will be in charge of Charlie Parmele.
The people of Nehawka and surround:ng
country may well be proud of this new
J. C. Williams is the efficient black
smith and ha3 errected a fine store build
ing which is a credit to any town. Mr.
Williams is said to be equal to any man
in the state in his line of work, and has
invented several coutriyances that will
doubtless prove a fortune to him. He
recently disposed of one patent for
L. C. Pollard is the accommodating
postmaster, having acted in this capacity
since the office was first established in
The two elevators are doing a heavy
business; their shipments run high. One
is controlled by Kirkpatrick & Bnaniug,
the other by J. FT Parkins.
Peter Opp runs a meat market and is
doing a good business.
A. O. Barden handles a good stock of
pumps and wind mills.
II. C. Williams is a young man of push
and determination who has erected anew
building and launched out as a barber.
Mr. Williams also wields the paint brush
and when not engageu at the shop will
be found working in that line.
J. D. McBride, dealer in stock; E. E.
Baldwin, station ageut; B. F. Marve,
contractor and builder; Dr. Pollard is a
young physician of excellent ability and
is fast gaining a splendid practice.
Miss Lottie Pollard, an experienced
teacher, will have charge of the Nehawka
schools the coming year.
M. D. Pollard, painter; Miss EfHe
Tailor, music teacher.
Several new dwellings are in course of
construction, and reflect credil on those
building them. Among the larger and
more substantial are those of Mrs. A. P,
Weston, at a cost of $3,000; and that o
Jas. Binning and others.
Adjoining town on the south is the fine
uome or lion, Jawience Sheldon, one of
the oldest and wealthiest citizens in the
county. Mr. Sheldon owns over 5,000
acres of laud in this and Otoe counties.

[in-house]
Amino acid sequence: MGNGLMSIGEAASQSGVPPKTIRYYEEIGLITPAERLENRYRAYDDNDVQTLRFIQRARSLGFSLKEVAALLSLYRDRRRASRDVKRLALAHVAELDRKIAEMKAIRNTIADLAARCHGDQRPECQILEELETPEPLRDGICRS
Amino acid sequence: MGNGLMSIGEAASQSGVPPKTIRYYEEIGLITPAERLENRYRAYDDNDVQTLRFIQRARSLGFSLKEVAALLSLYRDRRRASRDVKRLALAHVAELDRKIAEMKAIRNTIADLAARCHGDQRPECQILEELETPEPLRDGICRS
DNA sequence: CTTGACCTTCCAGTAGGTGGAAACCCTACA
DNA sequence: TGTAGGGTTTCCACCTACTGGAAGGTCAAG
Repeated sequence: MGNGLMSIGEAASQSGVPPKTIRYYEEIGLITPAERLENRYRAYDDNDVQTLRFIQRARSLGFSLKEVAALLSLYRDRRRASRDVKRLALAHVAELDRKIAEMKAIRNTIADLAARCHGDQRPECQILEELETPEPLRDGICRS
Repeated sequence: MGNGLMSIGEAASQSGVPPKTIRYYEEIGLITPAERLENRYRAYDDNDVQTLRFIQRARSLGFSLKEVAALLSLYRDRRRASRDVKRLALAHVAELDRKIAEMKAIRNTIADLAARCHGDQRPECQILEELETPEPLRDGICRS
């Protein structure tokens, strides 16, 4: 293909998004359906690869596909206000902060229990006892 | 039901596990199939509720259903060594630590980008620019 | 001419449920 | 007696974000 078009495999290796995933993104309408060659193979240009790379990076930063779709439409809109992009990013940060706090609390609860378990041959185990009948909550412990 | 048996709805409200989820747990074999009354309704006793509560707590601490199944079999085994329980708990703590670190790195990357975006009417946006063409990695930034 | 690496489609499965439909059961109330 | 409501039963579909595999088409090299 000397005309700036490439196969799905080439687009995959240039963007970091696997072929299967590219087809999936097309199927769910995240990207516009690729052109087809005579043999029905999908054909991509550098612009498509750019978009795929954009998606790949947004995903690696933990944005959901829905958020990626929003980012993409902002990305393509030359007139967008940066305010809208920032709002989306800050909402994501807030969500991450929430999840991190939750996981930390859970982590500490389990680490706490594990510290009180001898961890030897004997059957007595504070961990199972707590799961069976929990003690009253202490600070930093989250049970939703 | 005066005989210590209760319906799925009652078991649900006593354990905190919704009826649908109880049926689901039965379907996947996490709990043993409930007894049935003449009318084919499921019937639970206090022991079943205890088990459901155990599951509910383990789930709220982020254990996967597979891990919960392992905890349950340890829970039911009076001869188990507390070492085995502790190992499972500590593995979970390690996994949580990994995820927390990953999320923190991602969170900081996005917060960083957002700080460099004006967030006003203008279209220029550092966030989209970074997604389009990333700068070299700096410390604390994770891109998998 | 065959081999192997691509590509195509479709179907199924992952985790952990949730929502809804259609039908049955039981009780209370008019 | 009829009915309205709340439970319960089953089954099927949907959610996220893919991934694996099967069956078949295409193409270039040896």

To the north of town lays the fiue farm
of the Hon. S. M. Kirkpatrick. In fact,
the town site is part of Mr. K 's farm
which was donated by that gentleman as
an inducement to locate the town there.
We feel under obligations to Mr. K.
f - t. i. r.i -a i
ivi mi: niuu ns.-iMuiice rendered in our
behalf. Wc took dinner at his pleasant
home, where we enjoyed a good meal
and shall remember the courtesies shown
us. Mr. K. has one of the most com
plete libraries in the county, and a fine
collection of geological specimens which
he kindly showed U3. He has also larye
parlors where many evenings are spent by
theyoun folks in social gatherings.
Miss Mary Kirkpatrick informed us that
the young people of that neighborhood
had a well organized Cbatauqua circle
with a membership of eighteen.
Bat we must return to oar subject
Nehawka. She has fine fire clay for mak-
ing brick and a yard will be opened
there soon. They arc also promised a
new ten thousand dollar flouring mill in
the spring. A United Brcthcrn church
is well under way.
When wo tkc into consideration the
fact that Nehawka is a mere infant, be
ing yet under one year old, we were Bur
prised to visit the town and see the
strides she has taken in the way of
Cass County Fair.
Our fair occurs on Sept 18th to 21st,
1888. This is the 22nd annual fair of
the Cass County Agricultural Society,
and from the present indications will be
the best and the largest attended fair
ever held in the county.